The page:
Growing Food for Future Moon Colonies

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Scientists working at the University of Arizona's Controlled Environment Agriculture Center (CEAS) have built a prototype for a collapsible lunar greenhouse that could help to sustain future colonies on the moon. (It has to collapse for interplanetary space travel.) The greenhouses -- essentially long tubes -- would be buried underneath the surface of the moon so that plants could survive cosmic rays, micrometeorites and solar flares.

"The membrane-covered greenhouse module can be collapsed down to a 4-foot-wide disk for easy storage," reported Space.com. "It would be fitted with water-cooled sodium vapor lamps and long envelopes that would be filled with seeds, primed to sprout hydropoically."

The scientists have used a similar system operating at a research station near the South Pole as inspiration. The South Pole Growth Chamber is used to grow vegetables for the men and women who, working in Antarctica, are cut off from the rest of the world for six to eight months out of the year.

The South Pole Growth Chamber is currently producing between 35 and 40 species of plants, according to Jeff King, the South Pole correspondent for the Antarctic Sun, a project of the National Science Foundation. In a report earlier this year, King noted that the 47 people living at the research station had consumed more than 500 pounds of fresh vegetables grown in the Chamber over the previous three months.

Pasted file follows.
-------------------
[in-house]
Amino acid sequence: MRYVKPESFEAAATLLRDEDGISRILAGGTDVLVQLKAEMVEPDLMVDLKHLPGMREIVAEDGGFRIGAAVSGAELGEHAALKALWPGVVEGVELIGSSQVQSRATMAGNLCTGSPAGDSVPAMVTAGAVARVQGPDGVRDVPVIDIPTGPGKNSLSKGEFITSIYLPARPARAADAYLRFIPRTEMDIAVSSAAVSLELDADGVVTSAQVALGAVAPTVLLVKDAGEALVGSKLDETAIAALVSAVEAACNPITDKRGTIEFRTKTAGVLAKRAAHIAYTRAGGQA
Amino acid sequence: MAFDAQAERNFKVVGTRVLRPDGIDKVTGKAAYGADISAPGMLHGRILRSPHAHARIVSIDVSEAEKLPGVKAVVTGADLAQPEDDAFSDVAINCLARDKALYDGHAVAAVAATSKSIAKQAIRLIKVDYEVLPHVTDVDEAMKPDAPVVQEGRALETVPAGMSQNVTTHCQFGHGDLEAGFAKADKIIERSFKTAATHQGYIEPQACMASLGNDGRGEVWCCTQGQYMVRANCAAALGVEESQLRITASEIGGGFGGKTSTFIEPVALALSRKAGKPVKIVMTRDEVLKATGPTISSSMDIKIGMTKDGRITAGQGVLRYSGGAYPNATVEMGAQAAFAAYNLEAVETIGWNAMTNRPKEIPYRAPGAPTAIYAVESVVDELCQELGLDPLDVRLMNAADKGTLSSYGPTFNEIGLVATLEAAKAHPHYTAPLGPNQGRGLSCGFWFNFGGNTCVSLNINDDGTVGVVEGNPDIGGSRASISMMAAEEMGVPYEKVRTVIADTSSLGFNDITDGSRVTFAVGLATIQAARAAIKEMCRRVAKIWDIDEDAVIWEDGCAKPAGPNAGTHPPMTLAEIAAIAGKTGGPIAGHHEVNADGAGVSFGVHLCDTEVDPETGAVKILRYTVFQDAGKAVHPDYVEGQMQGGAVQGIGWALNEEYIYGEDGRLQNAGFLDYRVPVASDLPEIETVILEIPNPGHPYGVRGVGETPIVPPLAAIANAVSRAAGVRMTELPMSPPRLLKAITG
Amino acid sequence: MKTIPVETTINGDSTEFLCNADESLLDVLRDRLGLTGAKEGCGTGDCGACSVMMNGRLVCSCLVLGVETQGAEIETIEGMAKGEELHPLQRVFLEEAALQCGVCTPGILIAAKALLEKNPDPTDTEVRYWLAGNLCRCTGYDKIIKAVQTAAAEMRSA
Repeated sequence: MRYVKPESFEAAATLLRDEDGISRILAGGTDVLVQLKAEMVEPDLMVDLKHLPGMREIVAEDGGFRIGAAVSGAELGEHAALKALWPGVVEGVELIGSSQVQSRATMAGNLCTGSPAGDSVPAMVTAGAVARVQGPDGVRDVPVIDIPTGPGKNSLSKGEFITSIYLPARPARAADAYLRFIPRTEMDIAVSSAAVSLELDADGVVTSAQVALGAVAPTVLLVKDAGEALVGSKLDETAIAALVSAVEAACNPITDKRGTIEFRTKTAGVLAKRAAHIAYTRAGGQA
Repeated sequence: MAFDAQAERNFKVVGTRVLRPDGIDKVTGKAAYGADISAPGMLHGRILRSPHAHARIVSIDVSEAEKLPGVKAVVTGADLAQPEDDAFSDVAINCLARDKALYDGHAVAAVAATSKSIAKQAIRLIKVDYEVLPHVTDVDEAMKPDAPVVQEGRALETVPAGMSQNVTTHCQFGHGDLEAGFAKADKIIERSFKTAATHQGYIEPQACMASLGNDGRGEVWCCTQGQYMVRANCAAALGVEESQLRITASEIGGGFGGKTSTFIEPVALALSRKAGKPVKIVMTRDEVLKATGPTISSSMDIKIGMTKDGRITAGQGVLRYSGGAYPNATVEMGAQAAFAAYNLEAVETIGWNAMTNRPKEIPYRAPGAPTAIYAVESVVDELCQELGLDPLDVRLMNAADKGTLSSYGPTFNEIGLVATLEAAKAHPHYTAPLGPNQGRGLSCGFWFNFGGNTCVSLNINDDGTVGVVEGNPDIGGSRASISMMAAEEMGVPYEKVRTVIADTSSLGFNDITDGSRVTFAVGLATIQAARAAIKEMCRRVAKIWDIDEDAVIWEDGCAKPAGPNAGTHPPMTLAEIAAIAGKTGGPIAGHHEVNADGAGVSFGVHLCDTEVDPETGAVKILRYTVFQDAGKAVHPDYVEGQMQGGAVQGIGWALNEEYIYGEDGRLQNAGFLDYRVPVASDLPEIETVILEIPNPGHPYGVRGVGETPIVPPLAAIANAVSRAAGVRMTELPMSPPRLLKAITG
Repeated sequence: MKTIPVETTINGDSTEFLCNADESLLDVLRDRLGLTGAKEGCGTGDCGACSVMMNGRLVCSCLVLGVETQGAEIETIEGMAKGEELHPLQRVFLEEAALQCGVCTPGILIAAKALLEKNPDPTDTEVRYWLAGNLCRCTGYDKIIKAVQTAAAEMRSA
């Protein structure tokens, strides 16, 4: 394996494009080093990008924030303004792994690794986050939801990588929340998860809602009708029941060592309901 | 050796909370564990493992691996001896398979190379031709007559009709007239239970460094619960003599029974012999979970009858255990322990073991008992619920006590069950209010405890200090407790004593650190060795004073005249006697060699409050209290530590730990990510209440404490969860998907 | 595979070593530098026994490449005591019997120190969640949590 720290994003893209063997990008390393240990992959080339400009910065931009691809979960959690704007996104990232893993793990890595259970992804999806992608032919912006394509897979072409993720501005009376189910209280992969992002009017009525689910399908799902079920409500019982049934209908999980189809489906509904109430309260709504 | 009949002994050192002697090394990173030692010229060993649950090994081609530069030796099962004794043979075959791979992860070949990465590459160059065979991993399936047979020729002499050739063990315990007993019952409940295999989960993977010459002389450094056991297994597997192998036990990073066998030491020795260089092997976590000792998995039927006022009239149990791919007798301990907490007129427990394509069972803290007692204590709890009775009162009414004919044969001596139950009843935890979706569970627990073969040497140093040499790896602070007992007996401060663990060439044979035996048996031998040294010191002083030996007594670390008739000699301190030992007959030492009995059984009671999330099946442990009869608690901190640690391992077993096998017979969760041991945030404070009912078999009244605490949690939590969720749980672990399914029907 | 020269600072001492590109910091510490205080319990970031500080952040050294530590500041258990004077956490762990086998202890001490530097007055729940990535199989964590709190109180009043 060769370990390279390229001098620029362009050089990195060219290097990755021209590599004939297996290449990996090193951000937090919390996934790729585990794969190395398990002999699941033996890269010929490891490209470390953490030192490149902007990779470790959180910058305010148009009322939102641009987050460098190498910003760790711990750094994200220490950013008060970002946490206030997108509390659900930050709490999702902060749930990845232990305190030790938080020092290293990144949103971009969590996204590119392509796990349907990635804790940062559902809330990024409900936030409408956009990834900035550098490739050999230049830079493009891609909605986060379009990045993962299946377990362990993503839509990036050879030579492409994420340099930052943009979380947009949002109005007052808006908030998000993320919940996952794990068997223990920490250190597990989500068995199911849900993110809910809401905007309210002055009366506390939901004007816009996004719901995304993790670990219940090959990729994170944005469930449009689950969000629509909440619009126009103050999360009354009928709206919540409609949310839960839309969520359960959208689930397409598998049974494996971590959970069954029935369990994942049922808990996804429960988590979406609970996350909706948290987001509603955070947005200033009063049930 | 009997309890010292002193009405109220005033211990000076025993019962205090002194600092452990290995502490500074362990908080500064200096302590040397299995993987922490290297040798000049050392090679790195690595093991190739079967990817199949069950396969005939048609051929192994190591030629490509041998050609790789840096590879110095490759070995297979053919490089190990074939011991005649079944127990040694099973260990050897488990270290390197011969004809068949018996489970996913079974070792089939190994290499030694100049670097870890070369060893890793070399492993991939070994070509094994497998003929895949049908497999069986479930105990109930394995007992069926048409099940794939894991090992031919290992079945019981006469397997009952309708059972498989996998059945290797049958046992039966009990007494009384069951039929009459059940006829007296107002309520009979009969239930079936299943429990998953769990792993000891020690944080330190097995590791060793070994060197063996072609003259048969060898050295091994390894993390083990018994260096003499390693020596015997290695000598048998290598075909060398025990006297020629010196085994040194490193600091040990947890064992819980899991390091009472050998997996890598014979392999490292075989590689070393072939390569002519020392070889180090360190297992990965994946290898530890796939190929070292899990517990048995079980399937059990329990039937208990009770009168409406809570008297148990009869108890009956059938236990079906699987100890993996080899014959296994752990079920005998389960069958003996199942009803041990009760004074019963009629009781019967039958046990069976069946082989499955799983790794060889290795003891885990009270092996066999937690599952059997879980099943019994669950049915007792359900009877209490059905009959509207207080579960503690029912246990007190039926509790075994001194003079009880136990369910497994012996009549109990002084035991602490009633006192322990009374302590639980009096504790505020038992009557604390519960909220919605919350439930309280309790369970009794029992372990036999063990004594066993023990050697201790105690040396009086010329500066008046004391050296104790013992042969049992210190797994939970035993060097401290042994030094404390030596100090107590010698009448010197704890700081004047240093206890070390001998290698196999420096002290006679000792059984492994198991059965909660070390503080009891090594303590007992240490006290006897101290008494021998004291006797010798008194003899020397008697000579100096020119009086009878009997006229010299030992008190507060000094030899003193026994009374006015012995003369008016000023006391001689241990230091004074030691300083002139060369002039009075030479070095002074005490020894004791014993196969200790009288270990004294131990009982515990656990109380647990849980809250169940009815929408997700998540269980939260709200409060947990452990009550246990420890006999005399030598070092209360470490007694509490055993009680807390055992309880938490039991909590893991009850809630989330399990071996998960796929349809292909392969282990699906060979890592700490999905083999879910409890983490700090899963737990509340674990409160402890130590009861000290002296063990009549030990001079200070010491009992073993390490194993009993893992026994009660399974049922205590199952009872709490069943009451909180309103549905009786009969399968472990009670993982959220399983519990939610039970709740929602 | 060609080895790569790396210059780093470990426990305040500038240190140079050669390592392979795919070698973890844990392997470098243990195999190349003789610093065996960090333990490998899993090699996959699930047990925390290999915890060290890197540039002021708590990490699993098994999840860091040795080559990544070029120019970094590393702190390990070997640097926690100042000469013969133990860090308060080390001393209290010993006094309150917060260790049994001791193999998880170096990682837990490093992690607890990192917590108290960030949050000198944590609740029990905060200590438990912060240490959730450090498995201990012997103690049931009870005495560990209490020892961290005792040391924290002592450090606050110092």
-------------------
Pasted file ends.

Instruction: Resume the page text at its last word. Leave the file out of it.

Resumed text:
The team working at the University of Arizona hope to take that already-successful model and improve upon it. "We want the system to operate itself," Murat Kacira, an associate professor of agriculture and biosystems engineering, told Space.com. "However, we're also trying to devise a remote decision-support system that would allow an operator on Earth to intervene. The system can build its own analysis and predictions, but we want to have access to the data and the control system."

The moon is a harsh place. As we all learned from Kubrick's 2001: A Space Odyssey, it might be best to have a kill switch off site when sending self-operating systems into space.

Image: Inside the South Pole Growth Chamber; Jeff King, National Science Foundation.

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Nicholas Jackson is a former associate editor at The Atlantic.

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